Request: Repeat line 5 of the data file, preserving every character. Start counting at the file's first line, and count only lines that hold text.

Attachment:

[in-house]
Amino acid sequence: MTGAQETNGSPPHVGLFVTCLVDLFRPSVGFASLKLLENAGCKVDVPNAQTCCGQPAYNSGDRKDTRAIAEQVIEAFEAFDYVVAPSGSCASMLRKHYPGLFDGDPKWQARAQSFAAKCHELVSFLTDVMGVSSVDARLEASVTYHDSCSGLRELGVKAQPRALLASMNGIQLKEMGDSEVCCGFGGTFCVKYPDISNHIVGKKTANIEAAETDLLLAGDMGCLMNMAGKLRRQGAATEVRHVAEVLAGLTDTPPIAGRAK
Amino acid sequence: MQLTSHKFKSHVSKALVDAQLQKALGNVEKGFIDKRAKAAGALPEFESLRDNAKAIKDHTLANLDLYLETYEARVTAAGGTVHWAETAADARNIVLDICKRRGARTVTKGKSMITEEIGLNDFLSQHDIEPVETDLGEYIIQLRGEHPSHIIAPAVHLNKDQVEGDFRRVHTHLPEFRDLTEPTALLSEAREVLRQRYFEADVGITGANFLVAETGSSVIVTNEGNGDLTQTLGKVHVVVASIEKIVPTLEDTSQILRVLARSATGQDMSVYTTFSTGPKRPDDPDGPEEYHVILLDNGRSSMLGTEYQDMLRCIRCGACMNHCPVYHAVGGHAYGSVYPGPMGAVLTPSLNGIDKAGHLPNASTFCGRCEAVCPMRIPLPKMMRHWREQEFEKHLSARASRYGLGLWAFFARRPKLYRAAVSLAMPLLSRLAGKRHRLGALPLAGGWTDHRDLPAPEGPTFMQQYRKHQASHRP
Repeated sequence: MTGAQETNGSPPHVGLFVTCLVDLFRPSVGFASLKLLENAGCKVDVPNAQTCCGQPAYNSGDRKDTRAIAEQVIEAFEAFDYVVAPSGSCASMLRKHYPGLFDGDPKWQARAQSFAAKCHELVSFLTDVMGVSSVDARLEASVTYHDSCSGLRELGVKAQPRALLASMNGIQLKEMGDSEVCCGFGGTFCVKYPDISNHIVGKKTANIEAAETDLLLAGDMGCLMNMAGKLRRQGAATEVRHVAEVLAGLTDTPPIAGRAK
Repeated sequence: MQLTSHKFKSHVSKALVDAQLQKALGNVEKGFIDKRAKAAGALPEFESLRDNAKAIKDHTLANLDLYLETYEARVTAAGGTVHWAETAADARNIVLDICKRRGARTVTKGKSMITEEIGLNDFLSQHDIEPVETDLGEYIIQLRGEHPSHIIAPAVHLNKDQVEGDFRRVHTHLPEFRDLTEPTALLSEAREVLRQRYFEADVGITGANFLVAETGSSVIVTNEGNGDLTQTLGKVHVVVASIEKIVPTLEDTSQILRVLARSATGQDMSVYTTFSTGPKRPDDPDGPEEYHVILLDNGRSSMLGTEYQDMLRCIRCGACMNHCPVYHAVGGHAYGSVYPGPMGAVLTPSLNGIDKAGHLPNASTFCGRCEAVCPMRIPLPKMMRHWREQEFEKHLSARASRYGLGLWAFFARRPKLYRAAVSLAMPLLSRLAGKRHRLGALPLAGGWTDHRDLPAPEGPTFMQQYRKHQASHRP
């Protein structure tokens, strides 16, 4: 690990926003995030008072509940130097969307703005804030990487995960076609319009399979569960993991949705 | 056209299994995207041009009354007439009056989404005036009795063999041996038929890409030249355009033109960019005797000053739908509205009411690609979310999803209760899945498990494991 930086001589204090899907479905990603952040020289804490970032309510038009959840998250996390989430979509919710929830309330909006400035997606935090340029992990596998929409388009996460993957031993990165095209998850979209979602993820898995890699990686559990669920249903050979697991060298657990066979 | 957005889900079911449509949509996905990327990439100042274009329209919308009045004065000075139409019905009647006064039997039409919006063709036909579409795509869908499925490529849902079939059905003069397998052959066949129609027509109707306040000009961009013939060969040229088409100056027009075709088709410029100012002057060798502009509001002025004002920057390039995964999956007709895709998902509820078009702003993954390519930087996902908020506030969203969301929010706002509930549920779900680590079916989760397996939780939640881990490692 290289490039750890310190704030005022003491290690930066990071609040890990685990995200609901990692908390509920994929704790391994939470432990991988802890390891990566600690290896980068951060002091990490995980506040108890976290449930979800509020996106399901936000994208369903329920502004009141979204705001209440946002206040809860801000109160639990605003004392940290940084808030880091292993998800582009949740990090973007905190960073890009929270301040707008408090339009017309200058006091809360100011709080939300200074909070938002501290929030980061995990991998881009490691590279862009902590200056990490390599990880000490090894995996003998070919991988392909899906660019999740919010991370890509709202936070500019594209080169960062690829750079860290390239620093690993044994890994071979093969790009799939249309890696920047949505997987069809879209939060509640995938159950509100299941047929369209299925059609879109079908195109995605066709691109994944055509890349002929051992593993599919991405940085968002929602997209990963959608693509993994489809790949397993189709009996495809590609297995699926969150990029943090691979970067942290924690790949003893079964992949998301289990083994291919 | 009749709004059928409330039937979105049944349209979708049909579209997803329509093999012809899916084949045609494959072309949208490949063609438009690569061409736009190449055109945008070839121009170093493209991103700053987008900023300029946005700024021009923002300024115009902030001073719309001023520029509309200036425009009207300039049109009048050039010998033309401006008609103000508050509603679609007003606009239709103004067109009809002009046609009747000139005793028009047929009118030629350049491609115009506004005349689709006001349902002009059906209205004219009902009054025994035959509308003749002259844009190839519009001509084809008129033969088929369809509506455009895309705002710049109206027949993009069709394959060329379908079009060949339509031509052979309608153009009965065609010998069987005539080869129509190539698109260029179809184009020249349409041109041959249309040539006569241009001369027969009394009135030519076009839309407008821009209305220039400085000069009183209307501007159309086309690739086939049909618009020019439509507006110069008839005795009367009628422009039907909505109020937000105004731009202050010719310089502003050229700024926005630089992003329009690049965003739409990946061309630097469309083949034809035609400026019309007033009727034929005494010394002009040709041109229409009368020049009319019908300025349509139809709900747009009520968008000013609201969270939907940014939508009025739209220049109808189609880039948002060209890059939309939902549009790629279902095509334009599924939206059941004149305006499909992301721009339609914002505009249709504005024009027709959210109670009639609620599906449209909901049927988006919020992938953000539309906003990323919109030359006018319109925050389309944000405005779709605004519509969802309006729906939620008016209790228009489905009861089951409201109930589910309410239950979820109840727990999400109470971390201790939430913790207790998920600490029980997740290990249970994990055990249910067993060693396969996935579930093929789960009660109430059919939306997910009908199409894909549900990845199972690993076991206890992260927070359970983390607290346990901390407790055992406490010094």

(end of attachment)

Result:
Repeated sequence: MQLTSHKFKSHVSKALVDAQLQKALGNVEKGFIDKRAKAAGALPEFESLRDNAKAIKDHTLANLDLYLETYEARVTAAGGTVHWAETAADARNIVLDICKRRGARTVTKGKSMITEEIGLNDFLSQHDIEPVETDLGEYIIQLRGEHPSHIIAPAVHLNKDQVEGDFRRVHTHLPEFRDLTEPTALLSEAREVLRQRYFEADVGITGANFLVAETGSSVIVTNEGNGDLTQTLGKVHVVVASIEKIVPTLEDTSQILRVLARSATGQDMSVYTTFSTGPKRPDDPDGPEEYHVILLDNGRSSMLGTEYQDMLRCIRCGACMNHCPVYHAVGGHAYGSVYPGPMGAVLTPSLNGIDKAGHLPNASTFCGRCEAVCPMRIPLPKMMRHWREQEFEKHLSARASRYGLGLWAFFARRPKLYRAAVSLAMPLLSRLAGKRHRLGALPLAGGWTDHRDLPAPEGPTFMQQYRKHQASHRP